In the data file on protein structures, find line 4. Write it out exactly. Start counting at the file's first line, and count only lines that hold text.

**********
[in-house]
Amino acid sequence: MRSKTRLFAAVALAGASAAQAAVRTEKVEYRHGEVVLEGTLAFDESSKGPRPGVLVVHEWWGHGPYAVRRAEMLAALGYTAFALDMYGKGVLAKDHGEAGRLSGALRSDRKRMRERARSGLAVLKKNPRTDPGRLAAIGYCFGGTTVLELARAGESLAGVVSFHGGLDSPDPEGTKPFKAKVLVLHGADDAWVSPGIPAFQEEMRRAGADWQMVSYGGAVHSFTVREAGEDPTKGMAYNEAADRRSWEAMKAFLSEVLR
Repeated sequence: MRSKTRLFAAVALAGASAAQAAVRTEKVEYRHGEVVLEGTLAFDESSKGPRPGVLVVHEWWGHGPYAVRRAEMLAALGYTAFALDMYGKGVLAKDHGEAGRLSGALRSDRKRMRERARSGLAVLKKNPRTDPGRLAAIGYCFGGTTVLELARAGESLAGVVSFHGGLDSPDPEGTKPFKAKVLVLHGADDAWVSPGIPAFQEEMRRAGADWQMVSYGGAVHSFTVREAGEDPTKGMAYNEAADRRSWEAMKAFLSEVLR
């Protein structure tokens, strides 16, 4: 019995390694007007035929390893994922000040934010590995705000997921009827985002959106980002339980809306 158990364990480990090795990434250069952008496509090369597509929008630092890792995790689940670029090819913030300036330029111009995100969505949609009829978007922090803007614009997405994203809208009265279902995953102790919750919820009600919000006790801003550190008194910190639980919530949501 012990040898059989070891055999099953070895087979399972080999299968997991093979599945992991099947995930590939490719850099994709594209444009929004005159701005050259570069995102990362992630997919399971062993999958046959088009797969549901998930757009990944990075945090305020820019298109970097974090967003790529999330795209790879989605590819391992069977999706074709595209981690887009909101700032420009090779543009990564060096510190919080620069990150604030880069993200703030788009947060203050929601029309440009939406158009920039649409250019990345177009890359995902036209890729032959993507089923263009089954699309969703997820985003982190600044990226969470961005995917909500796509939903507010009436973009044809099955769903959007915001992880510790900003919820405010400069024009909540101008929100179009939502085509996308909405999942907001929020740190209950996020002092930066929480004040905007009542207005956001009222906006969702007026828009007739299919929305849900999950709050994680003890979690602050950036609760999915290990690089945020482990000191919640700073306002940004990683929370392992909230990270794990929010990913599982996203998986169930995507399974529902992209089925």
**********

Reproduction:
């Protein structure tokens, strides 16, 4: 019995390694007007035929390893994922000040934010590995705000997921009827985002959106980002339980809306 158990364990480990090795990434250069952008496509090369597509929008630092890792995790689940670029090819913030300036330029111009995100969505949609009829978007922090803007614009997405994203809208009265279902995953102790919750919820009600919000006790801003550190008194910190639980919530949501 012990040898059989070891055999099953070895087979399972080999299968997991093979599945992991099947995930590939490719850099994709594209444009929004005159701005050259570069995102990362992630997919399971062993999958046959088009797969549901998930757009990944990075945090305020820019298109970097974090967003790529999330795209790879989605590819391992069977999706074709595209981690887009909101700032420009090779543009990564060096510190919080620069990150604030880069993200703030788009947060203050929601029309440009939406158009920039649409250019990345177009890359995902036209890729032959993507089923263009089954699309969703997820985003982190600044990226969470961005995917909500796509939903507010009436973009044809099955769903959007915001992880510790900003919820405010400069024009909540101008929100179009939502085509996308909405999942907001929020740190209950996020002092930066929480004040905007009542207005956001009222906006969702007026828009007739299919929305849900999950709050994680003890979690602050950036609760999915290990690089945020482990000191919640700073306002940004990683929370392992909230990270794990929010990913599982996203998986169930995507399974529902992209089925």